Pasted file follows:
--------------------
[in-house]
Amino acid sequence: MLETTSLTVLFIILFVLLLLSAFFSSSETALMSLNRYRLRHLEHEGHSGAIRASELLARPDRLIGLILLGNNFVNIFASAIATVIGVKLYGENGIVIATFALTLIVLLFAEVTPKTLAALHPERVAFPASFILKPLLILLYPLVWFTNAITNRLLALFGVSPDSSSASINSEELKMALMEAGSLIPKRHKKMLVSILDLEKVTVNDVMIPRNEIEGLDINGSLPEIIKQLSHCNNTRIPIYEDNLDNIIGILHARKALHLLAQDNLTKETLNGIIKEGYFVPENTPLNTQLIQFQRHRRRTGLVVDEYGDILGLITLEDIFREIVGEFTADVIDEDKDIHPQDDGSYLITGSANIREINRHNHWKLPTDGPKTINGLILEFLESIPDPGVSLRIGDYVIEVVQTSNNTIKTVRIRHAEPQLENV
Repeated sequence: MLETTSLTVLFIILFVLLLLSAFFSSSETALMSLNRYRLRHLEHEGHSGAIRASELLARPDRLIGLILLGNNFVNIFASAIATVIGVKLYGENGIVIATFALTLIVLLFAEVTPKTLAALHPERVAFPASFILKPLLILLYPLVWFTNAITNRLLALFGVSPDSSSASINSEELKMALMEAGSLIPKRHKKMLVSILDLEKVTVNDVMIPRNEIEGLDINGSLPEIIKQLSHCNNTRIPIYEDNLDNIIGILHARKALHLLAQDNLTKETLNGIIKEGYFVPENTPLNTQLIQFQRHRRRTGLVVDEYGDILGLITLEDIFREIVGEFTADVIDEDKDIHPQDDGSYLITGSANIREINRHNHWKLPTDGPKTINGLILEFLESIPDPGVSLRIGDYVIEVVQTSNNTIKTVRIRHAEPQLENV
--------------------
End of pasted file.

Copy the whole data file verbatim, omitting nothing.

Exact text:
[in-house]
Amino acid sequence: MLETTSLTVLFIILFVLLLLSAFFSSSETALMSLNRYRLRHLEHEGHSGAIRASELLARPDRLIGLILLGNNFVNIFASAIATVIGVKLYGENGIVIATFALTLIVLLFAEVTPKTLAALHPERVAFPASFILKPLLILLYPLVWFTNAITNRLLALFGVSPDSSSASINSEELKMALMEAGSLIPKRHKKMLVSILDLEKVTVNDVMIPRNEIEGLDINGSLPEIIKQLSHCNNTRIPIYEDNLDNIIGILHARKALHLLAQDNLTKETLNGIIKEGYFVPENTPLNTQLIQFQRHRRRTGLVVDEYGDILGLITLEDIFREIVGEFTADVIDEDKDIHPQDDGSYLITGSANIREINRHNHWKLPTDGPKTINGLILEFLESIPDPGVSLRIGDYVIEVVQTSNNTIKTVRIRHAEPQLENV
Repeated sequence: MLETTSLTVLFIILFVLLLLSAFFSSSETALMSLNRYRLRHLEHEGHSGAIRASELLARPDRLIGLILLGNNFVNIFASAIATVIGVKLYGENGIVIATFALTLIVLLFAEVTPKTLAALHPERVAFPASFILKPLLILLYPLVWFTNAITNRLLALFGVSPDSSSASINSEELKMALMEAGSLIPKRHKKMLVSILDLEKVTVNDVMIPRNEIEGLDINGSLPEIIKQLSHCNNTRIPIYEDNLDNIIGILHARKALHLLAQDNLTKETLNGIIKEGYFVPENTPLNTQLIQFQRHRRRTGLVVDEYGDILGLITLEDIFREIVGEFTADVIDEDKDIHPQDDGSYLITGSANIREINRHNHWKLPTDGPKTINGLILEFLESIPDPGVSLRIGDYVIEVVQTSNNTIKTVRIRHAEPQLENV